Feel like a stroll along the beach in the middle of a big city? Well, keep walking past the forts at the entrance to the Vieux Port, and eventually you'll emerge on the Corniche John F. Kennedy which takes you through some of Marseille's most exclusive neighbourhoods, past sandy beaches wedged between cliffs, hidden coves and Art deco hotels with views to die for, top seafood restaurants and luxurious villas, as well a number of striking monuments placed strategically at viewpoints.
First stop is the Plage des Catalans, so close to the port you can almost see cars boarding the ferries, and you can certainly see them sail perilously close. But the sand is clean, the sea clearer than you would expect, and the bodies playing beach volleyball beautiful.
Just offshore are the Iles du Frioul and the Chateau d'If, a castle perched on a rock just big enough to keep it from toppling into the sea. Ferries take sunbathers and tourists over to the islands throughout the summer, although to be honest there doesn't look to be much there...admittedly that's based on a quick peek through binoculars from the corniche and a browse of pics on google earth, so who knows, perhaps they hold hidden delights.
THE CORNICHE SEA-SIDE WALKWAY OR DRIVE
For once, I didn't walk it, instead I enjoyed the beautiful views that are seen from the walkway when travelling in the Little Tourist Train. Views are of the sea, from the Catalans cove to the Prado beaches, and of the Frioul islands and the Château d'If.
In 1848, it was decided to create a seaside thoroughfare in order to provide work for the numerous unemployed of the time. Today, the Corniche is 5 kilometres long, and can be driven along or walked along.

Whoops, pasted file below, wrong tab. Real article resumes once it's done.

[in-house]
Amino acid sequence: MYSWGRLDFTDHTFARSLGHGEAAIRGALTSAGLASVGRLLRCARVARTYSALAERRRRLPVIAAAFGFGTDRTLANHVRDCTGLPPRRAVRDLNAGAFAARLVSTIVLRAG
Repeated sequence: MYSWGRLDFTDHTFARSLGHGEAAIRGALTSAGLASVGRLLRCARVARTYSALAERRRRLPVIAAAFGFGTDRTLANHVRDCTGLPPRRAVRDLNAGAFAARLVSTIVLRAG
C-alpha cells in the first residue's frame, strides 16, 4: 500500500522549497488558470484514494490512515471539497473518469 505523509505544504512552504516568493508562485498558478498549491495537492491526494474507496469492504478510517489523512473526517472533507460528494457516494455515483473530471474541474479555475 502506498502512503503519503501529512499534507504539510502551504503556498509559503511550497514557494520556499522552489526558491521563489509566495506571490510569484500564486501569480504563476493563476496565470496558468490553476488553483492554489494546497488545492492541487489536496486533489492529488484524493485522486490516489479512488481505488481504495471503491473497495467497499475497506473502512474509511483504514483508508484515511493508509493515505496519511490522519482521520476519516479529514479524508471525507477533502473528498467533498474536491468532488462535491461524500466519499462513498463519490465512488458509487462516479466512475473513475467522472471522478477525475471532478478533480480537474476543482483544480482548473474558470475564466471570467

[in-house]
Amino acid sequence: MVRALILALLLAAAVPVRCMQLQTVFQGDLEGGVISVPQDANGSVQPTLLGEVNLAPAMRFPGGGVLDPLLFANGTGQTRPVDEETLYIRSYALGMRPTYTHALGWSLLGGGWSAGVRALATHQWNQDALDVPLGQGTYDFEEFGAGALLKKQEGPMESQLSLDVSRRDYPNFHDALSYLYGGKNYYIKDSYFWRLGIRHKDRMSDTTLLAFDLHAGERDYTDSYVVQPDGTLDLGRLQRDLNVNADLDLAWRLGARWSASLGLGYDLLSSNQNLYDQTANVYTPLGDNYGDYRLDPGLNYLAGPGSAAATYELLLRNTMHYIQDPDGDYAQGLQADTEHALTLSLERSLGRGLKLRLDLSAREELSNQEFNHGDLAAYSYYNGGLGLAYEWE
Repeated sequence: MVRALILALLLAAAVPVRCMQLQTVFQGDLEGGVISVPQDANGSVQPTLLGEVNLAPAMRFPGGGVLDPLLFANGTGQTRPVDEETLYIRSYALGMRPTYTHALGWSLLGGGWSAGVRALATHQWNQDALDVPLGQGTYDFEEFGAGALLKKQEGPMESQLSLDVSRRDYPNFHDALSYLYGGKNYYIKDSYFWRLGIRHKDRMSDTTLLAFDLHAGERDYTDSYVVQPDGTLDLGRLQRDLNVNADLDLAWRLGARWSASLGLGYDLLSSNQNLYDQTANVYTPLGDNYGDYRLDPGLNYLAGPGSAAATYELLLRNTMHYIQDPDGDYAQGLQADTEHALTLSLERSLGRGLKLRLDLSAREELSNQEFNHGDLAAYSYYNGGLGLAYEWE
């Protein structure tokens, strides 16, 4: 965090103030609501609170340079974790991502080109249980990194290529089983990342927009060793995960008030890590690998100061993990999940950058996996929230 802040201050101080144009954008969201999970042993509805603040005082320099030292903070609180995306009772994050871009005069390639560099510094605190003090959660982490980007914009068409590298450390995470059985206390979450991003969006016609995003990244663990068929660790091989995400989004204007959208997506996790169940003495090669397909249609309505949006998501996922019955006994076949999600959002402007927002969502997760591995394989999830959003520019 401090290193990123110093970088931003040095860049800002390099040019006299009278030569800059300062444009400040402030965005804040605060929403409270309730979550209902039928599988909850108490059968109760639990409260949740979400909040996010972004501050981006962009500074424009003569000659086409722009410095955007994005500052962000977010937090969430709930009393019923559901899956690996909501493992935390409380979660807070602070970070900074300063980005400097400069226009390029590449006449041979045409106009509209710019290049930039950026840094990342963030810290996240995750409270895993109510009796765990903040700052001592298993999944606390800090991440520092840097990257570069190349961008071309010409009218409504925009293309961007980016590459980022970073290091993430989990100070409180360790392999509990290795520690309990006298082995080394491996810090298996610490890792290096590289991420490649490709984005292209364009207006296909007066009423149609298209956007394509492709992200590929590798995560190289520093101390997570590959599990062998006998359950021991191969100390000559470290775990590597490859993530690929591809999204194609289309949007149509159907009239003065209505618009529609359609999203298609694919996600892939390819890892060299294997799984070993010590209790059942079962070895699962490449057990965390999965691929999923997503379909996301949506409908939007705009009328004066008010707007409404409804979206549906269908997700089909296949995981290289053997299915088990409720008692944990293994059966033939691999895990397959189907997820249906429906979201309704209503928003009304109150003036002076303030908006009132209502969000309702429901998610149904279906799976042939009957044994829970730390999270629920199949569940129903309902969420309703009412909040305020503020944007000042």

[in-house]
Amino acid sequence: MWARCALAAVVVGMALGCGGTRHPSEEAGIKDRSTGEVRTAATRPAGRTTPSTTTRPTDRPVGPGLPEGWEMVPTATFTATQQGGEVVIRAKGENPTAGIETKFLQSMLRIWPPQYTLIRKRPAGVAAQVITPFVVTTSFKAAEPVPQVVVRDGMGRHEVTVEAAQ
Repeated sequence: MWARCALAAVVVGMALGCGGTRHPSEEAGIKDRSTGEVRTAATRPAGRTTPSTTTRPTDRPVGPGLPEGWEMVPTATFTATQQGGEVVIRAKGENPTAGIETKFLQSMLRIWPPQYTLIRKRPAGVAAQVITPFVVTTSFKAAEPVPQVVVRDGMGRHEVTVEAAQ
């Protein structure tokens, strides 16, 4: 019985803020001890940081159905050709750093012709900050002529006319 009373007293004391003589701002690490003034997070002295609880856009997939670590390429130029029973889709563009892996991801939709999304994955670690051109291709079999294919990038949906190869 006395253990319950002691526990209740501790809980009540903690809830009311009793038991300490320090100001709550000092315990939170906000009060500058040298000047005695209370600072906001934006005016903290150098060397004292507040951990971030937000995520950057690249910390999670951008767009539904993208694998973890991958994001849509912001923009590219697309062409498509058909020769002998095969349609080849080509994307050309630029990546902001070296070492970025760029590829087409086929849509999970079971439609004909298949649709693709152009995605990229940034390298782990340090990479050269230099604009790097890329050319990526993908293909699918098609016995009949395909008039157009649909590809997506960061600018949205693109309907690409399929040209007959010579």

It was redeveloped at the end of the fifties and renamed Corniche J. F. Kennedy in 1963. In the 19th century, rich merchants had magnificent villas built here, some are still here. Standing on the Corniche is a huge propeller blade, a sculpture commemorating the people repatriated to France from North Africa.
- Hiking and Walking
- Budget Travel
There is a long long corniche (coastal road) called Corniche Président Kennedy. The bus #83 goes all the way from the old port to the very end of the corniche. We hopped on and off the bus and walked quite a bit, but I must say that part of the walk was not really that enjoyable, because that street sure does have quite some traffic. The views are great, though!!!
B15) Villas along the Corniche
After that two viaducs were built (1863) above Vallon des Auffes and Fausse Monnaie the area around Corniche Kennedy became an attractive place to build villas and Castles (see Tip B16). Altough the Corniche was enlarged in 1960's, the panoramic view remains wonderful.
B1) Plan of the tour "Corniche"
For the blue tour (mainly along the sea) we start from the Tourist Office, direction Old Port. We will discover the Pharo, small valleys and villas, and come back through Notre Dame de la Garde.
Coastal walk : La Corniche Kennedy
This street follows the coast of Marseille to the West. It is borded with the sumptuous houses and mansions of the upper merchant classes of the 19th century. To see absolutely!